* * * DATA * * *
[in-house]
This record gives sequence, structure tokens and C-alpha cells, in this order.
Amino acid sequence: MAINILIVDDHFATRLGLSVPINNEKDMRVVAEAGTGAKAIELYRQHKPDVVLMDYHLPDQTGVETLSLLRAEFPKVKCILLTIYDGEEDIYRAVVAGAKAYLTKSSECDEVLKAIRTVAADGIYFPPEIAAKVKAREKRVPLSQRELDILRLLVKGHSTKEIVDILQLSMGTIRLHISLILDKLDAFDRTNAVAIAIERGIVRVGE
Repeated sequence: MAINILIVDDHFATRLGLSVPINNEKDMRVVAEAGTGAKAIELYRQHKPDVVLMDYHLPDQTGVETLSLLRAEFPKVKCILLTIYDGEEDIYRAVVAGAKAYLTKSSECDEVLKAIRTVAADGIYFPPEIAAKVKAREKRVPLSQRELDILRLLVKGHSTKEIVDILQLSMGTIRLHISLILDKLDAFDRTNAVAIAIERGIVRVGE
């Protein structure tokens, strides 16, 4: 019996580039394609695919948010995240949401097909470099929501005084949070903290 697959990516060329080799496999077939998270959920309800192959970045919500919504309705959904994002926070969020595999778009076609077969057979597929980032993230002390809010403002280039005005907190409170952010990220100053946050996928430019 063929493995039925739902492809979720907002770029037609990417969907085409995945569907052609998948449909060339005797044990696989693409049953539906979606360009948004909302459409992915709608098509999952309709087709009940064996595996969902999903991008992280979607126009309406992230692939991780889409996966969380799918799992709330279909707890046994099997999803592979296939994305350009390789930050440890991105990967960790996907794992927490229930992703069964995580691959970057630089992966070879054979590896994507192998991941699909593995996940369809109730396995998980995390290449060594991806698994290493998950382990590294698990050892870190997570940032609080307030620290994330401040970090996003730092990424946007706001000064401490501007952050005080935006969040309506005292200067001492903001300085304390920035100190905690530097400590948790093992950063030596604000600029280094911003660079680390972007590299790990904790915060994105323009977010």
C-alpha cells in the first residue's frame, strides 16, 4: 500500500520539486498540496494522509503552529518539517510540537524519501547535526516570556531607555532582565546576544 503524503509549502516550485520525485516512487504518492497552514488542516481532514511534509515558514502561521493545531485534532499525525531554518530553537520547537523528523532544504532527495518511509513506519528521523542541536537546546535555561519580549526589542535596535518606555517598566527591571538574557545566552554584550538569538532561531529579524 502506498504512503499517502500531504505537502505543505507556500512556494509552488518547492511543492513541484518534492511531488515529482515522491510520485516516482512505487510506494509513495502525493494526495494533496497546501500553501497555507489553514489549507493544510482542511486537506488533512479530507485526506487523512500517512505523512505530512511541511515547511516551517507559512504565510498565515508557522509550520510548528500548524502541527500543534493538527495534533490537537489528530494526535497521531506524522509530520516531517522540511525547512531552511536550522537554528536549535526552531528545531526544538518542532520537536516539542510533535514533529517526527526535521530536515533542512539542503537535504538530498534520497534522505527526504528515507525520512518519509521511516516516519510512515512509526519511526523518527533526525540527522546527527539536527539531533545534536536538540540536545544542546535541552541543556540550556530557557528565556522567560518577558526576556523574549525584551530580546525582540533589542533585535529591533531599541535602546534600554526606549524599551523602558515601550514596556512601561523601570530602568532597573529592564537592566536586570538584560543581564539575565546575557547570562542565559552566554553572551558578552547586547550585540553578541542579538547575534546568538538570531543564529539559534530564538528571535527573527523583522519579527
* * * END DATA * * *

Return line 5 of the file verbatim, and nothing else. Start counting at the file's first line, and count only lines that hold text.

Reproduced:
């Protein structure tokens, strides 16, 4: 019996580039394609695919948010995240949401097909470099929501005084949070903290 697959990516060329080799496999077939998270959920309800192959970045919500919504309705959904994002926070969020595999778009076609077969057979597929980032993230002390809010403002280039005005907190409170952010990220100053946050996928430019 063929493995039925739902492809979720907002770029037609990417969907085409995945569907052609998948449909060339005797044990696989693409049953539906979606360009948004909302459409992915709608098509999952309709087709009940064996595996969902999903991008992280979607126009309406992230692939991780889409996966969380799918799992709330279909707890046994099997999803592979296939994305350009390789930050440890991105990967960790996907794992927490229930992703069964995580691959970057630089992966070879054979590896994507192998991941699909593995996940369809109730396995998980995390290449060594991806698994290493998950382990590294698990050892870190997570940032609080307030620290994330401040970090996003730092990424946007706001000064401490501007952050005080935006969040309506005292200067001492903001300085304390920035100190905690530097400590948790093992950063030596604000600029280094911003660079680390972007590299790990904790915060994105323009977010």